After John Enright’s introduction, Richard Rothstein discusses issues covered in his 2017 book “The color of law : a forgotten history of how our government segregated America”. He describes how he came to investigate residential segregation via studying its impact on education. He stresses the anomaly that while the 20th century civil rights movement successfully desegregated places of public accommodation, residential areas remain segregated.
Rothstein critiques Supreme Court’s argument (Parents Involved in Community Schools v. Seattle School District No. 1, 2007) that “de facto segregation” was not created by government, hence is not a civil rights violation and the government is prohibited from acting to remedy it. He points out that in the 20th century police often protected (and sometimes led) mob violence to drive African-Americans out of homes in white neighborhoods, which were all civil rights and 14th amendment violations. Moreover, unconstitutional policies followed by government at all levels created, sustained, reinforced and perpetuated residential segregation.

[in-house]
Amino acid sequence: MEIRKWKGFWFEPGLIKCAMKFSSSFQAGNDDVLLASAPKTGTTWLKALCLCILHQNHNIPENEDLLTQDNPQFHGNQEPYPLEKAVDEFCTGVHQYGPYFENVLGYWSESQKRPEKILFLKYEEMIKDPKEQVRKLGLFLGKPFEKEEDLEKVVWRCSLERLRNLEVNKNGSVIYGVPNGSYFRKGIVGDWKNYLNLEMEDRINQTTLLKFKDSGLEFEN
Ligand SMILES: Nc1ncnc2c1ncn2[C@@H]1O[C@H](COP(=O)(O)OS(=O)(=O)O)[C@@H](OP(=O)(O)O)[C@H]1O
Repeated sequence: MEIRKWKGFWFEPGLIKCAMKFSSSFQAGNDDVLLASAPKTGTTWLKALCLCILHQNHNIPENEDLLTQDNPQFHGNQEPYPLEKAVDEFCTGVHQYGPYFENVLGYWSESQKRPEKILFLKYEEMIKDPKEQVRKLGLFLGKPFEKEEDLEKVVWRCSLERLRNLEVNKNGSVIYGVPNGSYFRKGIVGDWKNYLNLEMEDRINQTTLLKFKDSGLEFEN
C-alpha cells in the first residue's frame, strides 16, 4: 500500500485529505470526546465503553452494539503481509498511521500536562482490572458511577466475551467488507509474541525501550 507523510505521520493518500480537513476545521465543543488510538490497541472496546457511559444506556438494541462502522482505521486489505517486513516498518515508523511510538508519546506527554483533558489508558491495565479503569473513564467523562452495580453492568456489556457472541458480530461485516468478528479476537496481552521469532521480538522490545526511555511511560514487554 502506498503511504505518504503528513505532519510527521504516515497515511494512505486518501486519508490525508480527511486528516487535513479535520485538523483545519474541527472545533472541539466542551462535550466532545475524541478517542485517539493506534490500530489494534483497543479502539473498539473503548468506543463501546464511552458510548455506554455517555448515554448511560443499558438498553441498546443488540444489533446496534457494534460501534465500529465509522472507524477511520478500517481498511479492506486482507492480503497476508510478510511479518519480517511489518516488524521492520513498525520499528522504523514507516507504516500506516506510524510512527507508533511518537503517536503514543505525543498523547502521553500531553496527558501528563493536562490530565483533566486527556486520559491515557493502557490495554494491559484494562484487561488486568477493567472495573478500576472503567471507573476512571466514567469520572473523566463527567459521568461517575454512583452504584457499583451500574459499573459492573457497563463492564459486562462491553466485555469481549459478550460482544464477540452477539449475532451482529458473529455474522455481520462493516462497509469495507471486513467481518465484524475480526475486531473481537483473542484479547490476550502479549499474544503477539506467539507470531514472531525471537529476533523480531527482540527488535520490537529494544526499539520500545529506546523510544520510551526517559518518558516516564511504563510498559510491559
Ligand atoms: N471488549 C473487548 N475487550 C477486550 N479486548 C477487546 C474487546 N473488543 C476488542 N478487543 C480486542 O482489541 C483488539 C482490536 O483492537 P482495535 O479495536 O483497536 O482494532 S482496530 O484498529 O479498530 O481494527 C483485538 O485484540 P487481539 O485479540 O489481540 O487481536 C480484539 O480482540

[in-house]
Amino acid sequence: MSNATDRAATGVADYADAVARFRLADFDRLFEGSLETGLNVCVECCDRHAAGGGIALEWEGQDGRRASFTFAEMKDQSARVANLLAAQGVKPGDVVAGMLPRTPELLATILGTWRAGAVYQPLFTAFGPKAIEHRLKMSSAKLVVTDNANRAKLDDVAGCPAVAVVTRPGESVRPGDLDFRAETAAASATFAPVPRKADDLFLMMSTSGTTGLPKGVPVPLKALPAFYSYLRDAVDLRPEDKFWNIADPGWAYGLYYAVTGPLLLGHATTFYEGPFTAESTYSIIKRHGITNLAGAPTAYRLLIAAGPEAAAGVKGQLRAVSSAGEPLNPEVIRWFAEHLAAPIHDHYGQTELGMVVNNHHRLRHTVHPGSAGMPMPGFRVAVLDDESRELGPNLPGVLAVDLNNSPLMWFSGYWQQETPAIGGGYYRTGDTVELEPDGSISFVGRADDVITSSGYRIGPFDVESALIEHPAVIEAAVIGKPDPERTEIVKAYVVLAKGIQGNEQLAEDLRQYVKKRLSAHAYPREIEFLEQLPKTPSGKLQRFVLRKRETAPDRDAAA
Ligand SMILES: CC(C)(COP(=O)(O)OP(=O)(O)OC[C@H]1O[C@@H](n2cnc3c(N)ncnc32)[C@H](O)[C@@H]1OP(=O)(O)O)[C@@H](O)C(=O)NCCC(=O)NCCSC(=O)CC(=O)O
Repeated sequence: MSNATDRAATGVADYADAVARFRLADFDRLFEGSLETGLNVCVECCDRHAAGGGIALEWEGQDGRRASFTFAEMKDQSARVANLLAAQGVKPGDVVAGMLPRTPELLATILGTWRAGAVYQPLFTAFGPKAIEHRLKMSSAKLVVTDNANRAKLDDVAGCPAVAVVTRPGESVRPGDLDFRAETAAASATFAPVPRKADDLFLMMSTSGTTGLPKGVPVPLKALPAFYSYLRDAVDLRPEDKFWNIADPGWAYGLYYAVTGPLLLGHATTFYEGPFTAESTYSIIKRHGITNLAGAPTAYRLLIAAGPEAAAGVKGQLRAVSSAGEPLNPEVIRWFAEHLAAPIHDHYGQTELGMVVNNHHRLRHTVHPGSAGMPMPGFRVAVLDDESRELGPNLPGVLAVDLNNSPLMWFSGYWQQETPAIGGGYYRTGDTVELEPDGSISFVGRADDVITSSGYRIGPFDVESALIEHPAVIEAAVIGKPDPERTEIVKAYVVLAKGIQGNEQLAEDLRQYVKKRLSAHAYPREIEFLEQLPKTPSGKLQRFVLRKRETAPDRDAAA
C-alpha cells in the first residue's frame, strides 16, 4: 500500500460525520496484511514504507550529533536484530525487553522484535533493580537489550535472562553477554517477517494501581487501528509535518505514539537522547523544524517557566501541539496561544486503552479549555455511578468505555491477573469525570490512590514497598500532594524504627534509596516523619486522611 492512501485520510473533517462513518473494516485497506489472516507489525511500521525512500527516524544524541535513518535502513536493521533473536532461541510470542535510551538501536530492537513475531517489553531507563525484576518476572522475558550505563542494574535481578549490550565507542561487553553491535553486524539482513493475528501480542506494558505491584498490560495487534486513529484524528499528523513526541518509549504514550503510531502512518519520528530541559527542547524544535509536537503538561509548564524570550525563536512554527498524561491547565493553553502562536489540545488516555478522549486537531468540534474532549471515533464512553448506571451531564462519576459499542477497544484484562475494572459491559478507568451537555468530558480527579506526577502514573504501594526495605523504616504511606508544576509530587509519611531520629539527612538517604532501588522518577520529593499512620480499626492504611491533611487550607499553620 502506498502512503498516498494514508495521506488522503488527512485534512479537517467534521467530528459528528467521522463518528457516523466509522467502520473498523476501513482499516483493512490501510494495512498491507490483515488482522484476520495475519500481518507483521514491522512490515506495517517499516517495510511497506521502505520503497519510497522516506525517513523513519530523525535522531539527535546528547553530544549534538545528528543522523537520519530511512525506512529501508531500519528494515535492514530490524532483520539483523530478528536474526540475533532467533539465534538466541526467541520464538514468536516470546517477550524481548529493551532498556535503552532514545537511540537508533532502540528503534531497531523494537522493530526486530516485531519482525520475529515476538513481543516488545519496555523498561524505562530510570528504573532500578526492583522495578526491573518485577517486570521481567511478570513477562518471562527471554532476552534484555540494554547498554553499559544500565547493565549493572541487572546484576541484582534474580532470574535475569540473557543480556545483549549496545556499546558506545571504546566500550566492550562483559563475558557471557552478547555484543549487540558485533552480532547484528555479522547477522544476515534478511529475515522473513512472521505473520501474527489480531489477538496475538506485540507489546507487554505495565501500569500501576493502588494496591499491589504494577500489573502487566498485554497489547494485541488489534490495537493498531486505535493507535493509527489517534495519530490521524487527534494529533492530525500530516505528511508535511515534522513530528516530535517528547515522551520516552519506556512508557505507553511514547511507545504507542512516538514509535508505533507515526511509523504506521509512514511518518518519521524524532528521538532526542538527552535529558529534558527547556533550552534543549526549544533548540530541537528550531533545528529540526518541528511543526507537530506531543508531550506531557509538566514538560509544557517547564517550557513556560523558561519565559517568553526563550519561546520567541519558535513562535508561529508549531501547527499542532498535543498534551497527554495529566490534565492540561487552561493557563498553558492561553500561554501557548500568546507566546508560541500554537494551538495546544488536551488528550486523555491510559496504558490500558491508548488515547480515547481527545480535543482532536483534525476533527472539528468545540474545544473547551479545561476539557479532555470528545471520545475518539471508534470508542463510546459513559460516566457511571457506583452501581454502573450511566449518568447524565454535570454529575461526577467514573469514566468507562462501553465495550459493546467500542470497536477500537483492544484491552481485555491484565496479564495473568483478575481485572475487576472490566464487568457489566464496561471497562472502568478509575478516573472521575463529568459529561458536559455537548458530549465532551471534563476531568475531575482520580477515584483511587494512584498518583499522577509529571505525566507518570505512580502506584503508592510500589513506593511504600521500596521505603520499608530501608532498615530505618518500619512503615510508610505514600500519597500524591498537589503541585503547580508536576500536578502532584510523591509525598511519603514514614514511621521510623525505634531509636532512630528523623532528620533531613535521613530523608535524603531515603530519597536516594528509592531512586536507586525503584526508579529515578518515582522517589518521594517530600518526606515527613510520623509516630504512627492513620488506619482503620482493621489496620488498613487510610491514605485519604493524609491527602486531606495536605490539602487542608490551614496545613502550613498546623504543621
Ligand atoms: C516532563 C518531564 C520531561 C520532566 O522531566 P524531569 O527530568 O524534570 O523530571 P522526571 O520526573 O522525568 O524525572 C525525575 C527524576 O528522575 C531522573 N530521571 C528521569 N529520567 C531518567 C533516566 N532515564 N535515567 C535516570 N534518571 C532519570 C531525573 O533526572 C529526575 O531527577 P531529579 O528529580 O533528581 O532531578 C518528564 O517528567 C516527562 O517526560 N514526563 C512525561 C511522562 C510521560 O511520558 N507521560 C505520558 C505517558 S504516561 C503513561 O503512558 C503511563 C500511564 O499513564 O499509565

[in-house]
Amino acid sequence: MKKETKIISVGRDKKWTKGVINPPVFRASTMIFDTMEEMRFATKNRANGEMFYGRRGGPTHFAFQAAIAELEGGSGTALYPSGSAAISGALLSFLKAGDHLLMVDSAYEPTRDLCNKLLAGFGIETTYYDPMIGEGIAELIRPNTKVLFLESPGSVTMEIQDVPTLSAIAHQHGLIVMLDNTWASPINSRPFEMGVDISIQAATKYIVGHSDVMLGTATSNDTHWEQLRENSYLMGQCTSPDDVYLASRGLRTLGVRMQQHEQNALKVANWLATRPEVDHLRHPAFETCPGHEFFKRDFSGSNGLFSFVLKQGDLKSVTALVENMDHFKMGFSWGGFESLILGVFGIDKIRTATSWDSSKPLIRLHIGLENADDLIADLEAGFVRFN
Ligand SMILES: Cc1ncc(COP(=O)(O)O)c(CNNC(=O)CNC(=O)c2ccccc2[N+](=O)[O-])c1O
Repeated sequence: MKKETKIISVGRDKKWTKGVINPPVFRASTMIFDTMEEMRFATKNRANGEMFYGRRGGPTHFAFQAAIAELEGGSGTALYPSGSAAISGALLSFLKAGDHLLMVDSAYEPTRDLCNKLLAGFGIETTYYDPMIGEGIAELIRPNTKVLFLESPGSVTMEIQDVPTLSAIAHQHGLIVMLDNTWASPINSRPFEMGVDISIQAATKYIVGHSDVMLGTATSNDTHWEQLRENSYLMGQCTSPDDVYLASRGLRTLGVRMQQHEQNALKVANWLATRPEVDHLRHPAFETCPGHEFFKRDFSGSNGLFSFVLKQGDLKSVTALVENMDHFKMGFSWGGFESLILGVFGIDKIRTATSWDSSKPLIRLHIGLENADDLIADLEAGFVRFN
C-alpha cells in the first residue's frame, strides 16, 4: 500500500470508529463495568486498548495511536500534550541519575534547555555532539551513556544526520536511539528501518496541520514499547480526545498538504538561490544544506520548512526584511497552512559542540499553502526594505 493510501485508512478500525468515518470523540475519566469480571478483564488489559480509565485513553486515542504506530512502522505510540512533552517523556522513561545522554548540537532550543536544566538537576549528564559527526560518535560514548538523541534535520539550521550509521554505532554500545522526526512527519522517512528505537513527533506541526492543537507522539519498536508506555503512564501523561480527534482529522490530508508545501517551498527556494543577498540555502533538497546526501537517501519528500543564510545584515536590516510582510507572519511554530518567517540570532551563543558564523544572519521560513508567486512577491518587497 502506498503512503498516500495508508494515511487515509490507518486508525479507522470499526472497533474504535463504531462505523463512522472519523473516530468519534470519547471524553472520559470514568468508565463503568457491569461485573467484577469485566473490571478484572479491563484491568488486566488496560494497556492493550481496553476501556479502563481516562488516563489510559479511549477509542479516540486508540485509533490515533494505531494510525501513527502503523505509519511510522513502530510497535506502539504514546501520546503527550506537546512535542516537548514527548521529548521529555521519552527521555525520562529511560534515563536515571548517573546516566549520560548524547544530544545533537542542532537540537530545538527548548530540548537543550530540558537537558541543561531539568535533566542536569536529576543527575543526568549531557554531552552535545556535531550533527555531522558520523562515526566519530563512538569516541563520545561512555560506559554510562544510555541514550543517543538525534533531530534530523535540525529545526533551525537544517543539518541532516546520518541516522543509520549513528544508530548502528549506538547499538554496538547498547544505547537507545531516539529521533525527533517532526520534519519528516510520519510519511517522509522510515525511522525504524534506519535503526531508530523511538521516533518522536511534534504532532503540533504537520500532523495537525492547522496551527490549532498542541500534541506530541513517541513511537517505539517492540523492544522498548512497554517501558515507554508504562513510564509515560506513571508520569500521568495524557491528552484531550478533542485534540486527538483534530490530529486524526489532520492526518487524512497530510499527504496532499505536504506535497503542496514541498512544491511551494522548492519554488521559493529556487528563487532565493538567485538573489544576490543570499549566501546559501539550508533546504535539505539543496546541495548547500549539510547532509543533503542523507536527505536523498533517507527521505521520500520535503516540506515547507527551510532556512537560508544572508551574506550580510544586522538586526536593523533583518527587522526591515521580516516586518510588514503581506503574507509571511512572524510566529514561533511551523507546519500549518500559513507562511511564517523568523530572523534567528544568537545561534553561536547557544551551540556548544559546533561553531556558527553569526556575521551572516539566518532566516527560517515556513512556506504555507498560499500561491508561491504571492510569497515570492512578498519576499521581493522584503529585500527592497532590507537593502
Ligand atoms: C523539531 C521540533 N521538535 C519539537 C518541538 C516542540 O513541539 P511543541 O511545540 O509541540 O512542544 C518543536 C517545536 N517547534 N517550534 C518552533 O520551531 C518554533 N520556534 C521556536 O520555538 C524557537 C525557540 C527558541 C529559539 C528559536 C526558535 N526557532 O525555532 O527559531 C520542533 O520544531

Rothstein illustrates with two examples:
He describes how, after World War II, the policies of the Federal Housing Administration and Department of Veteran Affairs were explicitly designed to encourage the development of white-only suburbs (e.g. Lakewood, Panorama City, Westchester). He discusses current problems of income inequality and political polarization as consequences of these policies.
Rothstein describes another instance of the government creating residential segregation by policy: housing created for workers who migrated to the West Coast during World War II to work in defense industries. He argues that this created segregation where it hadn’t existed before (e.g. housing in Watts, for Douglas Aircraft’s African-American employees).
Rothstein concludes by arguing that what’s needed is a new civil rights movement “to make it as uncomfortable to maintain patterns of residential segregation as the civil rights movements in the 1960s made it uncomfortable to maintain the segregation of public facilities, transportation, employment, and other institutions.”